In this interview from today I mention Rackspace’s support for Azure, the OpenStack Innovation Center, for which we will be turning up two 1,000 node (yes, bare metal node) test clusters for OpenStack across two unique regions, OpenStack Magnum, now offering Kubernetes, Docker Swarm, and Apache Mesos bay types, and the difference between declarative and imperative orchestration systems, and what the key advantages to each are.
I normally use Linux to batch resize images from a CLI, or using scripts. My go-to tool on Linux is ImageMagick, or something like
mogrify -resize 1200 *.jpg. When my wife turned to me from her MacBook Pro laptop asking me how to resize a few dozen images, I remembered that there is a tool that comes with OSX called
A moment later, I had figured out how to shrink the whole batch of JPEG images in that directory:
sips -Z 1200 *.jpg
That was so easy, I had to share it with you. If you want to check on all the other things you can do with
sips, you can run:
Note that all the images I wanted to shrink were bigger than 1200 pixels wide, so this worked fine. You don’t want to do this for smaller images because it will try to grow them for you.
I had the honor of introducing Magnum during the morning Keynote of the OpenStack Summit today before an audience of 6,000 attendees. You can tell these are authentic live demos because there were some tiny quirks. If you can take the 50 minutes to watch the whole thing, It’s worth the time. If you want to fast forward to the parts with Magnum and Kubernetes, check out these sections:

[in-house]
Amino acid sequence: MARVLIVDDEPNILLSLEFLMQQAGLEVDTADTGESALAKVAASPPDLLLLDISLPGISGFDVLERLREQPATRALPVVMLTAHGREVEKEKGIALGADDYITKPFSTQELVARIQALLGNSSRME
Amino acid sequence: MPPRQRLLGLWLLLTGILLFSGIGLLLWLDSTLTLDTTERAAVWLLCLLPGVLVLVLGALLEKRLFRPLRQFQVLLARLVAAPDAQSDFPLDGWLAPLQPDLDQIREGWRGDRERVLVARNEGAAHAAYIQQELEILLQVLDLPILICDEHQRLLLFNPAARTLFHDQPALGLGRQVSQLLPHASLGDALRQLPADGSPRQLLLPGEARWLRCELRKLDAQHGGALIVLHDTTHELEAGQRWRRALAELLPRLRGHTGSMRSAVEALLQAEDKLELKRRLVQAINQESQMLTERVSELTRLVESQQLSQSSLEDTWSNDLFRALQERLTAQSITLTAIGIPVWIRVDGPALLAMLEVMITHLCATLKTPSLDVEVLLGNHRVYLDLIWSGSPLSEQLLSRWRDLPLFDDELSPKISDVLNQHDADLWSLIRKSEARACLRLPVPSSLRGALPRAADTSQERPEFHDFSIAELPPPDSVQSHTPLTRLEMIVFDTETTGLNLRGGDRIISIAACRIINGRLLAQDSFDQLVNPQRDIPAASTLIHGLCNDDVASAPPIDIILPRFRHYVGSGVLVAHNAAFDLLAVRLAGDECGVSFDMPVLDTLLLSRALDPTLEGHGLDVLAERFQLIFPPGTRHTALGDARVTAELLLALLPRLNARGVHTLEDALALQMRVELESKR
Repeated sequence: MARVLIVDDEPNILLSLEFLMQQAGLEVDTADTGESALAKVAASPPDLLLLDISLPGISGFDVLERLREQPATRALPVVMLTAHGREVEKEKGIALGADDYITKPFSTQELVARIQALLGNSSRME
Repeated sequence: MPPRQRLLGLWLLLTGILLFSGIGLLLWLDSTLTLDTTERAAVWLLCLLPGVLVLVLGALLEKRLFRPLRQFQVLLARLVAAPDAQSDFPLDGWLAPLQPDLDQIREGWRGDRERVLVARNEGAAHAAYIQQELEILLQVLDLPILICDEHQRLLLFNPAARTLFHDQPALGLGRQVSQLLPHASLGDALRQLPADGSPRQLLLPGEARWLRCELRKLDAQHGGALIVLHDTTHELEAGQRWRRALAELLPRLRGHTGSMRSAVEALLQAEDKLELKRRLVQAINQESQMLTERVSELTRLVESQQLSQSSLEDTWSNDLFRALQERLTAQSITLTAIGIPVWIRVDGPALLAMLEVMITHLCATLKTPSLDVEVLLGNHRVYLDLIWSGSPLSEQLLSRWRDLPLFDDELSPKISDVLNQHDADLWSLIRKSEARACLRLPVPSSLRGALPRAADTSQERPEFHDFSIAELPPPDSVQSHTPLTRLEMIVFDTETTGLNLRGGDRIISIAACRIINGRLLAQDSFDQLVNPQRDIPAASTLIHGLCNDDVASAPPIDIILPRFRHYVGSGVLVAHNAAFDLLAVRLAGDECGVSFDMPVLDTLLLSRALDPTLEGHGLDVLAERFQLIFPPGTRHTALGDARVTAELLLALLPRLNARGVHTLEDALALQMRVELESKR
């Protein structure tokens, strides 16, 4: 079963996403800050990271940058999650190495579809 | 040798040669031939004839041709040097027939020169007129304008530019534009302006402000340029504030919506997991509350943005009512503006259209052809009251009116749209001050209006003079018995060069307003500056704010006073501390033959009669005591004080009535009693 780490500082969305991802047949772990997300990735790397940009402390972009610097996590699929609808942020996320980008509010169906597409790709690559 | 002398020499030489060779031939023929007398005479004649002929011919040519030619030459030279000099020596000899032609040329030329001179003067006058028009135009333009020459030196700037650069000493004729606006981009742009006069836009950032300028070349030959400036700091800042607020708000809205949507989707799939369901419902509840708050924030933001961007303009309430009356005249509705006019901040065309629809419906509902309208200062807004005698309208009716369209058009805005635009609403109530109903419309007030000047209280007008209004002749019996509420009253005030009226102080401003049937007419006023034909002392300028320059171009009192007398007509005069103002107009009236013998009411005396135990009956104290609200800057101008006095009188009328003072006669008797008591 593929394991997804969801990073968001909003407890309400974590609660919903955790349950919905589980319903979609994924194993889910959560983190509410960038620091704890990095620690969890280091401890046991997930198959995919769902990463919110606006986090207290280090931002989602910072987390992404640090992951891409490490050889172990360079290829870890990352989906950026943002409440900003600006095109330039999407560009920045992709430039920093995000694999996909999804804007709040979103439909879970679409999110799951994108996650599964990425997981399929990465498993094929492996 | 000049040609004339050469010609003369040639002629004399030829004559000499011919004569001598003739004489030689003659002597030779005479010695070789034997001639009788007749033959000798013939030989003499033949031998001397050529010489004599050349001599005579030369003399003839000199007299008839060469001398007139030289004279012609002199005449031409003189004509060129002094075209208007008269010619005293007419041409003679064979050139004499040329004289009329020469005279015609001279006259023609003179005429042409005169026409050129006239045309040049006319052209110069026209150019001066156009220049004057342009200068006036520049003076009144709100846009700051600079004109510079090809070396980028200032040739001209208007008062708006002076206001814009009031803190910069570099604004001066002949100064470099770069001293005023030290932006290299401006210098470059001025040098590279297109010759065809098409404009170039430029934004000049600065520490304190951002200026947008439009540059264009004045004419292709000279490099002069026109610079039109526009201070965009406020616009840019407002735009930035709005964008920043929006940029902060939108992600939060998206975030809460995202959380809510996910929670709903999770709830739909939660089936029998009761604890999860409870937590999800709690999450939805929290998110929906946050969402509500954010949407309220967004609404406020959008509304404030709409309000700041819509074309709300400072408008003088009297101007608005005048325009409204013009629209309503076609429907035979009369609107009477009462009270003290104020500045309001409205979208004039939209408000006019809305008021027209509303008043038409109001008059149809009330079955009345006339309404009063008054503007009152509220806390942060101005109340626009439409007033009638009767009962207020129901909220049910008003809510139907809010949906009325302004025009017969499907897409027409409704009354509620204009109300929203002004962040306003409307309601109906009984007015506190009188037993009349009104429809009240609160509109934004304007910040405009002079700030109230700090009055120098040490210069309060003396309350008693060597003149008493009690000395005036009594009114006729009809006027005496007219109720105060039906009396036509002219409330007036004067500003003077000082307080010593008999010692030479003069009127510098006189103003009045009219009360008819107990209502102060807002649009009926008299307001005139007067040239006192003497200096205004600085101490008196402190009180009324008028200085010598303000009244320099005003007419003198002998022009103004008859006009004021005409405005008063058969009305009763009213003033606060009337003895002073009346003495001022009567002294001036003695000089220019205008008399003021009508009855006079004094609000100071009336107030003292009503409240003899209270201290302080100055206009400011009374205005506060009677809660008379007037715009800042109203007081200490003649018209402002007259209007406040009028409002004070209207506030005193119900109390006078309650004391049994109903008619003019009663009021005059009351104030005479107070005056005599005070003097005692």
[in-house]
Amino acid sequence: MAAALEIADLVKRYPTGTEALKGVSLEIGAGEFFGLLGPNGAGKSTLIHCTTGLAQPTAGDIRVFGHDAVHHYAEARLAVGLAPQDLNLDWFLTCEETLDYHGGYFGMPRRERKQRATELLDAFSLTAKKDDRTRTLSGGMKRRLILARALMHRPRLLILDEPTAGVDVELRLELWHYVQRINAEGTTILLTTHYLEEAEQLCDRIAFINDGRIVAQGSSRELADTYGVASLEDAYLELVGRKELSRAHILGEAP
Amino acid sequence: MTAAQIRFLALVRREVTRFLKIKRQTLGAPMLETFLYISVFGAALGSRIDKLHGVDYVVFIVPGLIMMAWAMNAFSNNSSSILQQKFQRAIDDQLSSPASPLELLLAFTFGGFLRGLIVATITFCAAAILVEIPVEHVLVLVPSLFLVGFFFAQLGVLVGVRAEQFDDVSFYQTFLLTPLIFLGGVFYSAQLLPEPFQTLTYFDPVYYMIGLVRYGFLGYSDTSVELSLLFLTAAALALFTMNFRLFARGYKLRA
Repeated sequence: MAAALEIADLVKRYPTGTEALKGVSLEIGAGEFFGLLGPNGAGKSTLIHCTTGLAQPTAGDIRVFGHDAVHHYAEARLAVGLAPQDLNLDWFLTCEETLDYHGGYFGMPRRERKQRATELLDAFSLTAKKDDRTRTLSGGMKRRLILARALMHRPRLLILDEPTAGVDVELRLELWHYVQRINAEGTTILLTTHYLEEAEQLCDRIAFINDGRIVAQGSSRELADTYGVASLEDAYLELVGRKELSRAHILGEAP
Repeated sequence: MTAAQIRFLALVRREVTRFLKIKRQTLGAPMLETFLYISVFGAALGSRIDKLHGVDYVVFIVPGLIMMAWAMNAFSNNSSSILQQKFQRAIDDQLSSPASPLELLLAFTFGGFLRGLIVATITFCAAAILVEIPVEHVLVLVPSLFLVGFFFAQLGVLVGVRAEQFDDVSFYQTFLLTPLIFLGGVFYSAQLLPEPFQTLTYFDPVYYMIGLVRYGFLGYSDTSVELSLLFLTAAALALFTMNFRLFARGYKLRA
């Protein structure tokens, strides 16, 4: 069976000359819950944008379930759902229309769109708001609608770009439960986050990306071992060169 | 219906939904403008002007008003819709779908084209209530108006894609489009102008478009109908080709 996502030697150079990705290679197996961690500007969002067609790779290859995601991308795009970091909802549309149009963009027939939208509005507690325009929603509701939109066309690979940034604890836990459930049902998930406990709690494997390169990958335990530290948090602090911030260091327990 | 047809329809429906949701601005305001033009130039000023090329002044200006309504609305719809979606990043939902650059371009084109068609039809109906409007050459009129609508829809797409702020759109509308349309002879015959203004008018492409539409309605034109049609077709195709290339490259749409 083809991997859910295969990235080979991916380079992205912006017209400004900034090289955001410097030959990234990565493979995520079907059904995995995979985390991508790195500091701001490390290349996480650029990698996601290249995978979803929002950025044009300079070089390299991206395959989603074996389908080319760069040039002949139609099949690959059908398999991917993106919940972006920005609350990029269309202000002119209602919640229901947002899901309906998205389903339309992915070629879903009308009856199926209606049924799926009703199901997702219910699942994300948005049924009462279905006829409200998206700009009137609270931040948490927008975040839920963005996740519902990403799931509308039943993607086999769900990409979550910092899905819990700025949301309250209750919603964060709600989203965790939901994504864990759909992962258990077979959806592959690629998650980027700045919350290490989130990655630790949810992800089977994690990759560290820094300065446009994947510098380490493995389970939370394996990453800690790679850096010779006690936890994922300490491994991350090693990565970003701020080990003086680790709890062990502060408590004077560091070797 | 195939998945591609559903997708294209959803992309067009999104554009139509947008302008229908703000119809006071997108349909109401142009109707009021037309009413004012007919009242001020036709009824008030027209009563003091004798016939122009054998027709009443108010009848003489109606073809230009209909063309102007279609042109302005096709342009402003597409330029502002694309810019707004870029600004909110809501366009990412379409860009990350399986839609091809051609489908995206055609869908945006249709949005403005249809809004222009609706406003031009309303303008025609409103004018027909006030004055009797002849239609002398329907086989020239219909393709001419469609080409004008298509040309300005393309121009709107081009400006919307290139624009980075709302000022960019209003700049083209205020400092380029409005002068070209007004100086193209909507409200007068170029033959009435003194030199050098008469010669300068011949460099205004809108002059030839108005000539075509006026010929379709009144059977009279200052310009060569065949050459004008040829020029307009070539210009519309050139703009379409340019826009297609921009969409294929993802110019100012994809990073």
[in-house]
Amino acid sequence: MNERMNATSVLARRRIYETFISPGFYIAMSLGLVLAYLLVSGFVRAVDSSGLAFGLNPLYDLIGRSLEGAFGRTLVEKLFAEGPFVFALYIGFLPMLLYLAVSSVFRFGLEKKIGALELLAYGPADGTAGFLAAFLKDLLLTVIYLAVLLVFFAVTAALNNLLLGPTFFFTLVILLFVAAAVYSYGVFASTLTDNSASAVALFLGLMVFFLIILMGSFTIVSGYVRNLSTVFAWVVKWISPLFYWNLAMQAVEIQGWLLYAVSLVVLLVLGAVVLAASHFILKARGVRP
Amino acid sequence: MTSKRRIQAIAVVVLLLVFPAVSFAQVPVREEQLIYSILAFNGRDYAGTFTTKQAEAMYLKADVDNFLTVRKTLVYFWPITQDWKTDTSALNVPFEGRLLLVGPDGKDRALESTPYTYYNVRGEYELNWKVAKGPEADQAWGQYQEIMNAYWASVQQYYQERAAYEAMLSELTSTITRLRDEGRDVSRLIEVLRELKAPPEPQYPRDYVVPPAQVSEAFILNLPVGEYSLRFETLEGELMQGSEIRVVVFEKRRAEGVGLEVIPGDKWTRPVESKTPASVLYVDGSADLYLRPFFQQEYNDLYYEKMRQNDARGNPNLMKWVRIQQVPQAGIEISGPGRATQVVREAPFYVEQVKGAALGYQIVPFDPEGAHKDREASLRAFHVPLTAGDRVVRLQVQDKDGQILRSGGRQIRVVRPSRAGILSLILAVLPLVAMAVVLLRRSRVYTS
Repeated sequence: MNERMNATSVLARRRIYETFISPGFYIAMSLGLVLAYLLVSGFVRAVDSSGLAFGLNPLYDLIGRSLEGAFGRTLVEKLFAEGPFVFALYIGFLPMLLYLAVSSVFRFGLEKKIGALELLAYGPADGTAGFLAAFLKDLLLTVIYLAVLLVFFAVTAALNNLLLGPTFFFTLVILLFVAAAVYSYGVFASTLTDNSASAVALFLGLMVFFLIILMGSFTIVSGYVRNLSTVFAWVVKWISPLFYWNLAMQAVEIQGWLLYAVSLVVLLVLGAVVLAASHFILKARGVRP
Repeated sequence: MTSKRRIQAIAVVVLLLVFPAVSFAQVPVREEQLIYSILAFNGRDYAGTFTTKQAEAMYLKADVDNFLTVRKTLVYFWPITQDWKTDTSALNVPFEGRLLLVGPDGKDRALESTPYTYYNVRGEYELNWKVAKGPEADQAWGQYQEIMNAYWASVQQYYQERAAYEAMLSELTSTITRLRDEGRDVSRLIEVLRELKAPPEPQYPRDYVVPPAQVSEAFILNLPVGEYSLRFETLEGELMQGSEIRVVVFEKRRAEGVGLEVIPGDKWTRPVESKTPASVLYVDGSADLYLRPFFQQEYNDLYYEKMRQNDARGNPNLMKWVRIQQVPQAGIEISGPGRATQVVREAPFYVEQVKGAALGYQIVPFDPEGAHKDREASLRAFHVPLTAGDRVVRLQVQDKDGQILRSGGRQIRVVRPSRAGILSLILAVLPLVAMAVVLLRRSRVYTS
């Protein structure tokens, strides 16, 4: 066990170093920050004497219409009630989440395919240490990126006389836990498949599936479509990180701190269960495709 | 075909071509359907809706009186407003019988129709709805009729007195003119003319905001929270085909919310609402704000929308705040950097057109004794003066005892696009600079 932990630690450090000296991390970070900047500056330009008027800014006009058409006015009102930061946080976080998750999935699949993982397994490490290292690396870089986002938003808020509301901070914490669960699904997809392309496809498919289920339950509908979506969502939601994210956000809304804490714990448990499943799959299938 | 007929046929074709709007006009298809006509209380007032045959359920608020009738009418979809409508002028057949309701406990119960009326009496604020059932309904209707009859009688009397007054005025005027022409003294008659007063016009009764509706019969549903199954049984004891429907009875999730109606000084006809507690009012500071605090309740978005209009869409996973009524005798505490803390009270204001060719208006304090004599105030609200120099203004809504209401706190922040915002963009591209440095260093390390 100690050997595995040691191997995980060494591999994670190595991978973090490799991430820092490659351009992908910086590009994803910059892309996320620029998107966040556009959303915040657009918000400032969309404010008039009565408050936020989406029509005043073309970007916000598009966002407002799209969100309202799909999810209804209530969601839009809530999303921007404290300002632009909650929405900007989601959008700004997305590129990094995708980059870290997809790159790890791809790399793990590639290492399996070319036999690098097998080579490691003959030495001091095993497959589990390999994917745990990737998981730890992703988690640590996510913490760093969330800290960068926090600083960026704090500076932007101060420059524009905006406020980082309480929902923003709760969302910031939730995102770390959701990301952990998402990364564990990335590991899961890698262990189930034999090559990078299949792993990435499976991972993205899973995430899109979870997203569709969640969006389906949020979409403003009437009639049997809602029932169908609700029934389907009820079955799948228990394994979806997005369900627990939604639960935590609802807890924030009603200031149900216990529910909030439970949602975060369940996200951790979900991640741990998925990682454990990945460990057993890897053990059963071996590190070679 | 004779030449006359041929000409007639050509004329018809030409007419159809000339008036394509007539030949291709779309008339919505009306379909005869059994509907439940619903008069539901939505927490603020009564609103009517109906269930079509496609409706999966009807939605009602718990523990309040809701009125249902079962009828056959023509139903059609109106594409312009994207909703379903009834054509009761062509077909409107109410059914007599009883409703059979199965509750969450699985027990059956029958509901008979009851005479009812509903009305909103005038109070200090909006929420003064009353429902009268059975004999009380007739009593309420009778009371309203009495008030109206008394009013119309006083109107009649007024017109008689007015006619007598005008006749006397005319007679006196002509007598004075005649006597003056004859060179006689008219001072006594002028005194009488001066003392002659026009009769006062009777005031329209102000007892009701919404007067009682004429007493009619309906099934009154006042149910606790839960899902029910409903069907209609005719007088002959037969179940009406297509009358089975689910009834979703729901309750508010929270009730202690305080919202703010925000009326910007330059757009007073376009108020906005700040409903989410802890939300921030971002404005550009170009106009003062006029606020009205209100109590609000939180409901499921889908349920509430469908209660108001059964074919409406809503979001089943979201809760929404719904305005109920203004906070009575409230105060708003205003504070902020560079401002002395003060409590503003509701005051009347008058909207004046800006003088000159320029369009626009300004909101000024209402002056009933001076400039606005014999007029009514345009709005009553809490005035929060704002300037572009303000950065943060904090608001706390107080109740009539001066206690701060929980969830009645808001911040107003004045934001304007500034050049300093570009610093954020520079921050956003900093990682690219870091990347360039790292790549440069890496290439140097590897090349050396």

21:36-31:46 Magnum Introduction and Demo
42:31-50:00 Google+Racksapce Multi-Cloud Demo with Kubernetes
Note that toward the end of the Rackspace + Google demo, Sandeep refreshes the page, and an unexpected error happened because the load balancer continued routing requests to the application server with the database he turned off. This happened because it had not yet drained the active connections. We had interference from the audience!! They viewed the IP Address of the app, and accessed it while Sandeep was showing the demo. The Rackspace load balancer does not close new connections to a node in the middle of servicing active concurrent connections unless you *remove* the node. In other words, disabling a node is non-disruptive. If there were no other requests happening at the time we were showing this, it would have acted like it did the night before in the hotel.
If Sandeep had pressed refresh one more time before giving up, it would have worked! Members of the audience were visiting the page literally two seconds later, and they said the app remained on-line flawlessly for another 300+ hits while we were still on stage, and after we finished. They showed us backstage afterward that it was actually still up, and responding correctly.
I am happy that our Kubernetes and OpenStack communities are working together to make sure that container technology is equally useful and accessible for all types of clouds.